From time to time we’ll be writing short articles to introduce a few of the new songs, explaining why and how they were written, and how they might best be used in congregational worship. This article introduces ‘How good it is to sing’ from the new album ‘Courage’.
I’m really excited about this new song! Co-written with Brenton Brown (‘Everlasting God’, ‘Humble King’) and Keith Getty (with whom I co-wrote ‘In Christ Alone’, ‘The Power of the Cross’, ‘Speak O Lord’ and many others), I find it a dynamic, fun song of praise that will work in a number of different contexts.
Keith, his wife Kristyn and I have been examining the hymnal of the Old Testament and how it can inform our approach to congregational worship today. We are encouraging people to use the Psalms in sung worship settings; many of these beautiful, provocative and all-encompassing passages were originally written to be sung! Something powerful happens when we gather together to sing, and the Psalms remind us that we can and should sing together about every aspect of life, not just the joyous and positive ones. Many of my recent co-writes have therefore been based on psalms, and ‘How good it is to sing’ is one of our latest efforts. It is my hope that we as the Church can expand our sung worship vocabulary by turning again and again to the depths of one of the Bible’s most diverse books.
‘How good it is to sing’, like the psalm, explores the dynamic image of God’s power and might expressed in the words of Scripture and creation, which is, incredibly, married to His care and concern for the weakest and the most vulnerable among us. To see His power expressed in the icy blast (Psalm 147 v17) and power of creation, and to recognise simultaneously that He cares for the orphan and the refugee (expressed as the ‘exiles’ in the psalm) is a profound and wonderful message for all of us, and encourages everyone to put their hope fully in God.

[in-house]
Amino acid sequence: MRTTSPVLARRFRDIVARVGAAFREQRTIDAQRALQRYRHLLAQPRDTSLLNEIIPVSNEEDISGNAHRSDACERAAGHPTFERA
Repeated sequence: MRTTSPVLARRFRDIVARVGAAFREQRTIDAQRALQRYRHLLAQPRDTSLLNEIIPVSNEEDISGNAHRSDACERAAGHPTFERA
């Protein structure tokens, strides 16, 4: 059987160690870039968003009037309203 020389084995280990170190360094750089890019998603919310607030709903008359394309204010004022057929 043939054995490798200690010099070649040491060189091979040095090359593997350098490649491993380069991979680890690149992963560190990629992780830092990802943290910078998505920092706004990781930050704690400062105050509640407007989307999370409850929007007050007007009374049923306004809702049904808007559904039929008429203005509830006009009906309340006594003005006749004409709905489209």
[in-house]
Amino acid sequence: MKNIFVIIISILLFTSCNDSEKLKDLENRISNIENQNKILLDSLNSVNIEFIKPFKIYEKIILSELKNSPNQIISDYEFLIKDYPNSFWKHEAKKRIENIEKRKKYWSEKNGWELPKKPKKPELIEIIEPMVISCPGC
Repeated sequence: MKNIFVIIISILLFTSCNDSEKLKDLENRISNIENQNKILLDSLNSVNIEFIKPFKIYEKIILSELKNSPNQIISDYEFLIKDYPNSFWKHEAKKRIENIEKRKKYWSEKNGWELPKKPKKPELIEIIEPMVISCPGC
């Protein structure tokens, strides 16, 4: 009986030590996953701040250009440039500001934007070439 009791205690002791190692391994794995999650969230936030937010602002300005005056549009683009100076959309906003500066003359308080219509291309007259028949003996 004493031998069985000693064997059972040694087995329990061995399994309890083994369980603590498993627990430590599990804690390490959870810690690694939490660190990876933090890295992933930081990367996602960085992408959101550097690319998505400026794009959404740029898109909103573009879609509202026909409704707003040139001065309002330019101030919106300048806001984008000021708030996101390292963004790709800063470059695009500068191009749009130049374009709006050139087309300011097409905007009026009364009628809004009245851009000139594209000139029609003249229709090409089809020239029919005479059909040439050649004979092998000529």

The weight of the psalm seems to come from the unity of God in both these images: it is not that He is powerful sometimes, and loving at other times; He is everything He is, at once and forever. His tender love is powerful, His mighty power is loving, and I think it is important that our worship not only celebrates and explores different aspects of His character, but simultaneously marvels at the wonder that these different ‘aspects’ we see in Him are actually different glimpses of that one, indivisible Divine Nature. This mystery underpins so much of our worship and theology, and is itself worthy of reflection and worship.
I think there’s also an interesting parallel between the exiles of the Old Testament and the way in which Scripture exhorts us all to see ourselves as exiles on earth, far from our true home with Christ. This biblical outlook on life magnifies the worldwide refugee situation we face today, and should only encourage us to show greater compassion for those who find themselves rejected, pushed out and far from home, and looking for a place to belong. For generations the exiles in the book of Exodus didn’t return and made their home in a foreign land, and we see that God loves to gather those people, the ones without family and without home. This is the story we find in Exodus, but we see it time and again throughout the Bible, and not least through Christ’s desire to build relationships with (and often His Church upon) those who are on the edges of society. The Church should have an open door to those who knock, in the way that God does.
We are all looking for a place to belong, for a place to call home, and this integral and universal desire is one which the Church can pursue together around the world in worship, fuelled by the power and love of Christ and the hope of heaven as our eternal home.
Click here to access the audio, lyrics, and sheet music for the song.